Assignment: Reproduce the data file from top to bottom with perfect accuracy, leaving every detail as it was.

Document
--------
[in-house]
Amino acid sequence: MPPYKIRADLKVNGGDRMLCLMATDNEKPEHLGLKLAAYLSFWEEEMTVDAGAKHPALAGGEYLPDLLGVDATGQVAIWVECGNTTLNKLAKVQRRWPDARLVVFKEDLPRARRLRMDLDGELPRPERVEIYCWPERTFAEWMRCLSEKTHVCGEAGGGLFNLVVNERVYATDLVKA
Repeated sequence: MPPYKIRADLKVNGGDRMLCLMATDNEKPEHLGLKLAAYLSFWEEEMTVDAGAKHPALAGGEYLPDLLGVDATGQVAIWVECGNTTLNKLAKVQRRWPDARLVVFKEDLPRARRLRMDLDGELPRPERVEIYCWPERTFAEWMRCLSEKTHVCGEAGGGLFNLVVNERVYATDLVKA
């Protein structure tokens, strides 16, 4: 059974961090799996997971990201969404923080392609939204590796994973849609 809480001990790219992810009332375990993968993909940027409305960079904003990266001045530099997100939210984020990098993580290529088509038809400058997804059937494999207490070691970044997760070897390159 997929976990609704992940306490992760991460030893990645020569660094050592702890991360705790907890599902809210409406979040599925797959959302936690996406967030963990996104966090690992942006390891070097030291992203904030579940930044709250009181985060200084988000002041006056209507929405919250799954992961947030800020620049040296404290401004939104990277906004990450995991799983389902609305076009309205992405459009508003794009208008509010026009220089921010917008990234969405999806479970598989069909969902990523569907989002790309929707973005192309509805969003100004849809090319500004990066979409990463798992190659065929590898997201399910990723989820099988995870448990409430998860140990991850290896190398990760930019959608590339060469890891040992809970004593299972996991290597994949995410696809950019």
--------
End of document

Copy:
[in-house]
Amino acid sequence: MPPYKIRADLKVNGGDRMLCLMATDNEKPEHLGLKLAAYLSFWEEEMTVDAGAKHPALAGGEYLPDLLGVDATGQVAIWVECGNTTLNKLAKVQRRWPDARLVVFKEDLPRARRLRMDLDGELPRPERVEIYCWPERTFAEWMRCLSEKTHVCGEAGGGLFNLVVNERVYATDLVKA
Repeated sequence: MPPYKIRADLKVNGGDRMLCLMATDNEKPEHLGLKLAAYLSFWEEEMTVDAGAKHPALAGGEYLPDLLGVDATGQVAIWVECGNTTLNKLAKVQRRWPDARLVVFKEDLPRARRLRMDLDGELPRPERVEIYCWPERTFAEWMRCLSEKTHVCGEAGGGLFNLVVNERVYATDLVKA
């Protein structure tokens, strides 16, 4: 059974961090799996997971990201969404923080392609939204590796994973849609 809480001990790219992810009332375990993968993909940027409305960079904003990266001045530099997100939210984020990098993580290529088509038809400058997804059937494999207490070691970044997760070897390159 997929976990609704992940306490992760991460030893990645020569660094050592702890991360705790907890599902809210409406979040599925797959959302936690996406967030963990996104966090690992942006390891070097030291992203904030579940930044709250009181985060200084988000002041006056209507929405919250799954992961947030800020620049040296404290401004939104990277906004990450995991799983389902609305076009309205992405459009508003794009208008509010026009220089921010917008990234969405999806479970598989069909969902990523569907989002790309929707973005192309509805969003100004849809090319500004990066979409990463798992190659065929590898997201399910990723989820099988995870448990409430998860140990991850290896190398990760930019959608590339060469890891040992809970004593299972996991290597994949995410696809950019």